I haven’t been a writer since I got in the Misery business.

Paul Sheldon

Misery‘s set-up is classic King. Paul Sheldon (James Caan) is a prolific writer who has achieved unmitigated success with a series of mainstream page-turners. Thanks to the crowd-pleasing adventures of one Misery Chastain, Sheldon has amassed legions of die hard fans and a publisher who tells him he walks on water, but he’s not as satisfied with his status as she is. Despite his wealth and popularity, he knows he has become a hack and resents what Misery has turned him into, a fear shared by King at a somewhat paranoid and emotionally tumultuous juncture in his career. After finishing his latest instalment at a snowy mountain retreat, Sheldon loses control of his car and skids off the road as a falling blizzard threatens to bury him alive. When he later awakens in a strange house to a voice proclaiming to be his number one fan, he could be forgiven for thinking he had woken up in hell.

Of course, Sheldon doesn’t know the half of it. His initial glimpse into the unknown horrors of a reclusive backwoods resident throw up visions of quaint, salt of the earth annoyances, the horrible realisation that only aloof condescension can get him through an extended stay with a dedicated fan who has fallen for the kind of creatively redundant material he has grown to resent. Annie seems harmless enough to begin with, and anyone good enough to pull you out of a car wreck and nurse you back to health surely can’t be all bad, but nobody likes to be out of their element for too long, despite the privilege and sense of control that superstardom brings. Annie seems like your typical small town girl — shy and star-struck in the presence of her favourite big city author, the man responsible for whisking her away from her humdrum existence to a fantasy world of honour and romance, however stilted and commercially cynical his intentions. Annie has idealised Sheldon as a god amongst men. The problem is, Misery’s world has become an almost figurative retreat for her. Without it, everything falls apart.

For a while, Sheldon is totally dependent on Annie. According to her, the roads are snowed in, the phone lines are down, and as a former nurse the local hospital has given her permission to care for Sheldon’s injuries until they are able to take over. Paul accepts his host’s explanations without resistance. What reason would he have to doubt her? What other option does he have? Annie has obvious experience as a nurse and there’s absolutely no way a person in his condition could make it anywhere, even without the adverse weather conditions. His only course of action is to look upon his predicament as a quasi-vacation, and his host certainly makes him feel at home, providing room service and anything else he desires with the smiling subservience of a hotel maid. Unlike the novel, Reiner’s adaptation builds tension by portraying Annie as a somewhat bipolar personality, a paradox who initially hides her duality, masquerading beneath a veneer of traditional moral values. It’s an inspired move that shifts focus to the film’s antagonist and true star. Keifer Sutherland once described Reiner as “an actor’s director” who would “allow you to discover a moment when in fact he’s telling it to you”, and once again he is able to get the absolute best from his cast. Not only does he help forge one of the genre’s most memorable villains, he inspires one of its most outstanding performances, actress Kathy Bates’ astonishing portrayal earning her the Best Actress gong at the 63rd Academy Awards. To say it was deserved, even up against the likes of Anjelica Huston and Meryl Streep, is a gross understatement.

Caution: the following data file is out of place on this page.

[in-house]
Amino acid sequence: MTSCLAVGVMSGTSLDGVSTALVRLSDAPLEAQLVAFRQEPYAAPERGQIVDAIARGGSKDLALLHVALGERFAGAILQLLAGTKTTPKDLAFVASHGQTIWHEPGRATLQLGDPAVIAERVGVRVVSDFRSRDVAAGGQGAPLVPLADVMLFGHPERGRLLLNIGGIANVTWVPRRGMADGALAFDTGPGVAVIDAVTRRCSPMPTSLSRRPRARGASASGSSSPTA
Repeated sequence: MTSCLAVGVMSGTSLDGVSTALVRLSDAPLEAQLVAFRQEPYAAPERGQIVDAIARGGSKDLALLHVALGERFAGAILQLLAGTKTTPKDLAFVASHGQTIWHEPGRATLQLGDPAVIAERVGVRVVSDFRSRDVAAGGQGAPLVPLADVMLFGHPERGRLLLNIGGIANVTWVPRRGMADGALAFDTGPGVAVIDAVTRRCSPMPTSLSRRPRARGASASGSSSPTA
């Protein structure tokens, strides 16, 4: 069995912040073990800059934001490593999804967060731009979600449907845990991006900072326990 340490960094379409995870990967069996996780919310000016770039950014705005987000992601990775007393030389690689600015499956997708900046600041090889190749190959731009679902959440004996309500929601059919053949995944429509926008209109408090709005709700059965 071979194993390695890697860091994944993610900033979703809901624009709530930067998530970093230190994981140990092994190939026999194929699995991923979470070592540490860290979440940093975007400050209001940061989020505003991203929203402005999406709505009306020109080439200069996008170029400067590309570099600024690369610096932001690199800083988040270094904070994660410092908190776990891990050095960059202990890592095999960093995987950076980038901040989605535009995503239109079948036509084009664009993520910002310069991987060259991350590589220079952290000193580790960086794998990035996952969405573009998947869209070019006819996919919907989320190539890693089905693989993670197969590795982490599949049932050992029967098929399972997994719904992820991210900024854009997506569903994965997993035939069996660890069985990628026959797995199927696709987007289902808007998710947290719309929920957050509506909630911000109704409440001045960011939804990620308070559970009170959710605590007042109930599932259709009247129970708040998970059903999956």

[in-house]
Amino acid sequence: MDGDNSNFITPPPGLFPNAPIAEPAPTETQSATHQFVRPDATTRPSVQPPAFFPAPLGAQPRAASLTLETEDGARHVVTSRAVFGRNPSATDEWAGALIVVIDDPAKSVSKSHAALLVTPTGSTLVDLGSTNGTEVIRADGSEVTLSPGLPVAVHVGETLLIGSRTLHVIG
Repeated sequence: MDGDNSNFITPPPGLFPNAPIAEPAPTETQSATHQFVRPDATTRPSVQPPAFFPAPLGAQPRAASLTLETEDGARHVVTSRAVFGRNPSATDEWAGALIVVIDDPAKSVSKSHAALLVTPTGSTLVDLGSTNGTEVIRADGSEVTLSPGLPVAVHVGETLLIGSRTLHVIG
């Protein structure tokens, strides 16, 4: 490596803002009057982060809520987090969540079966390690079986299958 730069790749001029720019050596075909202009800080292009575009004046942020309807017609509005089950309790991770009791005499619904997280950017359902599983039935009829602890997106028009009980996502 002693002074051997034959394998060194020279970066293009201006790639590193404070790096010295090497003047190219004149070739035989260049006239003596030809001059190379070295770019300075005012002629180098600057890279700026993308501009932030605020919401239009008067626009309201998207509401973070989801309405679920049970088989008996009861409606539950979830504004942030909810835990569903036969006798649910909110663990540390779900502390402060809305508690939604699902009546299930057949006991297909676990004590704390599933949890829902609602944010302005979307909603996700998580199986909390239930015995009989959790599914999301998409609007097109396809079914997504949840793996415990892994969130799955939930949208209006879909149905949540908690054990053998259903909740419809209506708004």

It’s James Caan’s soon-to-be-beleaguered author who takes the brunt of that performance, a delirious onslaught that pins you to your seat with morbid curiosity. The problem with idealising someone, however gifted, is that they inevitably disappoint, and it turns out that Annie isn’t the easiest person to please. When she discovers Paul’s unpublished manuscript she is giddy with glee, and he sees no reason why the woman who saved his life shouldn’t be the first to read it, a seemingly harmless courtesy that proves to be the single biggest mistake of his life. With this one simple gesture, Sheldon awakens a long-dormant beast of tyrannical proportions. With his heart set on other literary horizons, Paul has killed off Misery, but that won’t stand. Annie is fanatical about those characters, protective of them as if they were her own blood. As far as she’s concerned not even Sheldon himself has the right to steal them away from her. They say that once a writer has committed their work to publication it immediately becomes public property; its characters, their intentions, they become open to interpretation. For a mind like Annie’s, that’s a very dangerous notion indeed.